10 cli snippets

gracefully closing node.js applications via signal handling

To make your node.js application gracefully respond to shutdown signals, use process.on(SIGNAL,HANDLER).

For example, to respond to SIGINT (typically Ctrl-c), you can use:

process.on( "SIGINT", function() {
  console.log('CLOSING [SIGINT]');
  process.exit();
} );

Note that without the process.exit(), the program will not be shutdown. (This is you chance to override or "trap" the signal.)

Some common examples (in CoffeeScript):

process.on 'SIGHUP',  ()->console.log('CLOSING [SIGHUP]');  process.exit()
process.on 'SIGINT',  ()->console.log('CLOSING [SIGINT]');  process.exit()
process.on 'SIGQUIT', ()->console.log('CLOSING [SIGQUIT]'); process.exit()
process.on 'SIGABRT', ()->console.log('CLOSING [SIGABRT]'); process.exit()
process.on 'SIGTERM', ()->console.log('CLOSING [SIGTERM]'); process.exit()

PS: On Linux (and similar) you can enter kill -l on the command line to see a list of possible signals, and kill -N PID to send signal N to the process with process ID PID.

Published 8 Jan 2013

 

Check require.main to test if a Node.js file is run directly

In Node, when a file is run directly from the command line, require.main is set to its module. Hence require.main === module tells you whether or not your script was invoked directly or required by another file.

A JavaScript "main" idiom:

//#!/usr/bin/env node
// file: example.js

function main() {
  // ...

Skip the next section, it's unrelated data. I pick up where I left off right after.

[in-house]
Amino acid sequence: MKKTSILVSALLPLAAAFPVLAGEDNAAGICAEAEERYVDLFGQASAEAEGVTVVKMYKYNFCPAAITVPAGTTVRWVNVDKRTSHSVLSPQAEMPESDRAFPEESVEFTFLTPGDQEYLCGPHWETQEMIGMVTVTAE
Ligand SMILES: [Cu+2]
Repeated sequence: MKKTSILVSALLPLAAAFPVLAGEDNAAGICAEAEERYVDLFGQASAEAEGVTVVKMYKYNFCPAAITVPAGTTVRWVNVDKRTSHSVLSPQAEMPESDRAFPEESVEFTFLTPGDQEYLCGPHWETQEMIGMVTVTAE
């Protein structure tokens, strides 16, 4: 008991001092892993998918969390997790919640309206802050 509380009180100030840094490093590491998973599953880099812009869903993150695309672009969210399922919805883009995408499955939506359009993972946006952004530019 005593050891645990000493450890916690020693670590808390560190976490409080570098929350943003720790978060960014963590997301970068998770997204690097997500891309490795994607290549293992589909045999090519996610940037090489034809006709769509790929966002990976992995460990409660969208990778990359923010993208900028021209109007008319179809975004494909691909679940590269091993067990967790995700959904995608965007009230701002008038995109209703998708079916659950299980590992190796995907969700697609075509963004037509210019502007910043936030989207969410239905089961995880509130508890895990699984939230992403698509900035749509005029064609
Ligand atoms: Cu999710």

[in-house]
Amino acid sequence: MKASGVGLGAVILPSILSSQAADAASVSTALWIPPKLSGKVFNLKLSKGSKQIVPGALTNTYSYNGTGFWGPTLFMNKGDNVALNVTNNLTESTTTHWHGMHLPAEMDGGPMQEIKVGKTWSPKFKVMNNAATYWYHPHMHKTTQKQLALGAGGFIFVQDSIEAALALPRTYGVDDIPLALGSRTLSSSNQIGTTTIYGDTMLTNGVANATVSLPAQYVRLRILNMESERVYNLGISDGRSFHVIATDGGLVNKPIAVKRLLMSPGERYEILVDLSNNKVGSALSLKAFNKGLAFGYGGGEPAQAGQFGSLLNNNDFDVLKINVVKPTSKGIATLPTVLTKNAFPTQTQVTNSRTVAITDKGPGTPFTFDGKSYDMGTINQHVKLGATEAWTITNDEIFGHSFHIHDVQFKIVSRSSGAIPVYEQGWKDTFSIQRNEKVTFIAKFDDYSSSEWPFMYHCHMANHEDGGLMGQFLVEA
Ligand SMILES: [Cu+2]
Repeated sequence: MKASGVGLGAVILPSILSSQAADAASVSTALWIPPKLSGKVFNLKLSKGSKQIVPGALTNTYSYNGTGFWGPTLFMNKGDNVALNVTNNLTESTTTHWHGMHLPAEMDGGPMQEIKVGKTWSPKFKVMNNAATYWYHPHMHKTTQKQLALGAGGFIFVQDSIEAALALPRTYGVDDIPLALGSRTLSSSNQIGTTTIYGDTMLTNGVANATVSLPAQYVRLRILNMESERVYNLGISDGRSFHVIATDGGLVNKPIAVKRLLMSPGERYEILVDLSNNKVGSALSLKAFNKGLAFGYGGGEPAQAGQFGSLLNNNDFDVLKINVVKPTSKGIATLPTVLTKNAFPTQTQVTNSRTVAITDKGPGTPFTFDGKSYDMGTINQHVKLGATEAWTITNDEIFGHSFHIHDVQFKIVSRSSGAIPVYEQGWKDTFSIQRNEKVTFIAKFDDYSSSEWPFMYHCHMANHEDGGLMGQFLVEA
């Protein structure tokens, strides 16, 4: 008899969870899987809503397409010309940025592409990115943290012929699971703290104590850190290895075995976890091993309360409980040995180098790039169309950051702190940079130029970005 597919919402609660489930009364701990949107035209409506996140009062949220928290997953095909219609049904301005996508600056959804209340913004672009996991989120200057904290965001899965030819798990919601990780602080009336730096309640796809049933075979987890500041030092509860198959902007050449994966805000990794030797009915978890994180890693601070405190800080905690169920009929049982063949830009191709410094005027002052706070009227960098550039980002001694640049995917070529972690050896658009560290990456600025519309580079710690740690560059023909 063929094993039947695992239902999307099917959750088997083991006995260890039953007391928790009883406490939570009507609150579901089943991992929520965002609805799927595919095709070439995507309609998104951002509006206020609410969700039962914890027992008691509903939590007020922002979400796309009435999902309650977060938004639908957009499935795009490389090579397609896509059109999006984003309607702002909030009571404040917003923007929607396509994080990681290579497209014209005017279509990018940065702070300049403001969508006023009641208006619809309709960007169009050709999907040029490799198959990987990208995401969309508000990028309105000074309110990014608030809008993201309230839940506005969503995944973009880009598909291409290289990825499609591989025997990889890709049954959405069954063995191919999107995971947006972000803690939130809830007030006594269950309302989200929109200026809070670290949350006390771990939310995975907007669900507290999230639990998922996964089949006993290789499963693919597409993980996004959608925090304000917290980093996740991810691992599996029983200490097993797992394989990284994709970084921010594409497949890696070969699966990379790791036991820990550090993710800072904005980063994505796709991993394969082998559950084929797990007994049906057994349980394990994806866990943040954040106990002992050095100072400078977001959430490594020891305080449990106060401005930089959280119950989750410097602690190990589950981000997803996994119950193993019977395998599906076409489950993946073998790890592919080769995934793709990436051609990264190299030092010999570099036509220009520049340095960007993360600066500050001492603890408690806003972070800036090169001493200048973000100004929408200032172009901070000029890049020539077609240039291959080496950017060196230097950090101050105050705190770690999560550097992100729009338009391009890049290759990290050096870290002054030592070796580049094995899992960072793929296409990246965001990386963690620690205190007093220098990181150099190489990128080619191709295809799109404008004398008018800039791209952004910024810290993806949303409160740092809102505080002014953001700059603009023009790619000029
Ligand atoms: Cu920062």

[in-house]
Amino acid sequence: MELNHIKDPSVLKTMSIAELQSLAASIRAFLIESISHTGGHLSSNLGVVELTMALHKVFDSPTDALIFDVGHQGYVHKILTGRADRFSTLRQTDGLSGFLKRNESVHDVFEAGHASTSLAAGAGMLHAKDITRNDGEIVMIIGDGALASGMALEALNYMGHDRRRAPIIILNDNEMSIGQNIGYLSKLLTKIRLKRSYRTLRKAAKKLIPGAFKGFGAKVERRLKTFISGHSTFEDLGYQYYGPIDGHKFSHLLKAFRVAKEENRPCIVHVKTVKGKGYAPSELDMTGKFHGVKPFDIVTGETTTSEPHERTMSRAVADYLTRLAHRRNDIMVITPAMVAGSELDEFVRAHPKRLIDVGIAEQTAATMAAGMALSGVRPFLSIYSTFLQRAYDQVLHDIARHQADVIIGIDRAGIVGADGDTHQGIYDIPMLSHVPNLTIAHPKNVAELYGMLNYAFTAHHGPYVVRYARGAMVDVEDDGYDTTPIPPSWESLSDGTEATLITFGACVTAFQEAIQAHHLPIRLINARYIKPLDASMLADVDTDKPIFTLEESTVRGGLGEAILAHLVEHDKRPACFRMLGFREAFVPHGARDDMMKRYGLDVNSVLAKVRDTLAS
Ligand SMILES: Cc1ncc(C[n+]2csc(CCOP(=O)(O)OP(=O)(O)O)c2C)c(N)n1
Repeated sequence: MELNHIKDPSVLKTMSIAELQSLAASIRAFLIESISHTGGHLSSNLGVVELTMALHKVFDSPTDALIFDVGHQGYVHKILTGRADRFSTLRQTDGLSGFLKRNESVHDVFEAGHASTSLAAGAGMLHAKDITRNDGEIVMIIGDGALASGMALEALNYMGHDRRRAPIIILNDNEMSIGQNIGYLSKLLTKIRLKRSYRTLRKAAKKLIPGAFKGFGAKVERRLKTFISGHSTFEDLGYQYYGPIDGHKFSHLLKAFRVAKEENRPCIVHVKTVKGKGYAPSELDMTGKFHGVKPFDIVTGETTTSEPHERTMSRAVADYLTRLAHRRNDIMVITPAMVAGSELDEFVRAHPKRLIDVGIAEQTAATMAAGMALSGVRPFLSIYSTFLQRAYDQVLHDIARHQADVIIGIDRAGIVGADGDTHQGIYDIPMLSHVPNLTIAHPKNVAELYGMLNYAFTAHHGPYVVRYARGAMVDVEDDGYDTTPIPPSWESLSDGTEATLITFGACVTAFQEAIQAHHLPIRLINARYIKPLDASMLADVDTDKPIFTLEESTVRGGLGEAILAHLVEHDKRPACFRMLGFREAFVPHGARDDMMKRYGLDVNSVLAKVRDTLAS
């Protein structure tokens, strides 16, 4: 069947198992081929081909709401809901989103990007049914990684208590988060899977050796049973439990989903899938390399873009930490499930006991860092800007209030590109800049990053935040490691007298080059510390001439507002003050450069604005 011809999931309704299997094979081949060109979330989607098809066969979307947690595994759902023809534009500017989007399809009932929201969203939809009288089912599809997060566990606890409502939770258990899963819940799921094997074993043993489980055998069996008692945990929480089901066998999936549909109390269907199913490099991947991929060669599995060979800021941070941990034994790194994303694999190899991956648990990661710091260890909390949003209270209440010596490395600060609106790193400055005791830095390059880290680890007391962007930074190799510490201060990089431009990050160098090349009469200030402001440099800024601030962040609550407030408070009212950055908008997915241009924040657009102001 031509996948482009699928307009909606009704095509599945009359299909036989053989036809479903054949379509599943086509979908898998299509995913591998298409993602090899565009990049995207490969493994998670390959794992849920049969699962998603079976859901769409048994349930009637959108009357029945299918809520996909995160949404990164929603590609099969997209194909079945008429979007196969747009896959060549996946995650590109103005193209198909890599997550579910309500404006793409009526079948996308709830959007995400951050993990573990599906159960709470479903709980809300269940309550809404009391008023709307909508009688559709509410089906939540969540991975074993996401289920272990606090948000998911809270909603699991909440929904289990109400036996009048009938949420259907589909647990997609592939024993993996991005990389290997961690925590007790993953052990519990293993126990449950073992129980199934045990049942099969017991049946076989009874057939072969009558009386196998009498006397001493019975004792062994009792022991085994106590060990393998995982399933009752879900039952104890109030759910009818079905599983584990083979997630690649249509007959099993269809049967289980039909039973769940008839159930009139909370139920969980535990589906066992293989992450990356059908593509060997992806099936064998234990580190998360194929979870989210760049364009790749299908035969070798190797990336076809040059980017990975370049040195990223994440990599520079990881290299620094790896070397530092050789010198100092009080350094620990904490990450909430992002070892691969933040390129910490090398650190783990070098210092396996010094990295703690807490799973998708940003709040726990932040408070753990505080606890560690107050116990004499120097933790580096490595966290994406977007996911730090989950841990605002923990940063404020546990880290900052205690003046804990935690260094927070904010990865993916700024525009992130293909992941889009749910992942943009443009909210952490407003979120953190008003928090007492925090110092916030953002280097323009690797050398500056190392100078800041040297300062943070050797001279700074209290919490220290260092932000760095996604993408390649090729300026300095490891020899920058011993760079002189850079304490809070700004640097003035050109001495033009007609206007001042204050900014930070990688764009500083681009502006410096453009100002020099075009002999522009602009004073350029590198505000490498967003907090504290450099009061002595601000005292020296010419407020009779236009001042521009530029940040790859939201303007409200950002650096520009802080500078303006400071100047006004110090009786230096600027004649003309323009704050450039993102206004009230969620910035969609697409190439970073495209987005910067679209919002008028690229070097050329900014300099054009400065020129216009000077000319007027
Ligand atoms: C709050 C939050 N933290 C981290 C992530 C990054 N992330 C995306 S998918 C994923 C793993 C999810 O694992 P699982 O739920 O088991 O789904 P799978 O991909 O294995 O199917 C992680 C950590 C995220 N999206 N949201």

}

if(require.main === module) {
  main();
}

The main method will run if example.js is invoked via node example.js or ./example.js but not when required within another script (via require('./example'), for example).

A CoffeeScript "main" idiom (using classes, although it doesn't have to):

#!/usr/bin/env coffee
# file: example.coffee
class Example
  main:()->
    # ...

if require.main is module
  (new Example()).main()

The main method will run if example.coffee is invoked via coffee example.coffee or ./example.coffee but not when required within another script (via require('./example'), for example).

Also see the nodejs.org docs.

Published 3 Mar 2013

 

In node-optimist, argv._ is an array of the "extra" parameters

In substack's node-optimist, you can use argv._ to fetch any parameters remaining after optimist has done its parsing.

For example (in CoffeeScript):

# file: example.coffee
optimist = require 'optimist'
options = {
  'help' : { description:'Show this message and exit.', boolean:true, alias:'h' }
}
argv = optimist.usage('Usage: $0 [--help]', options).argv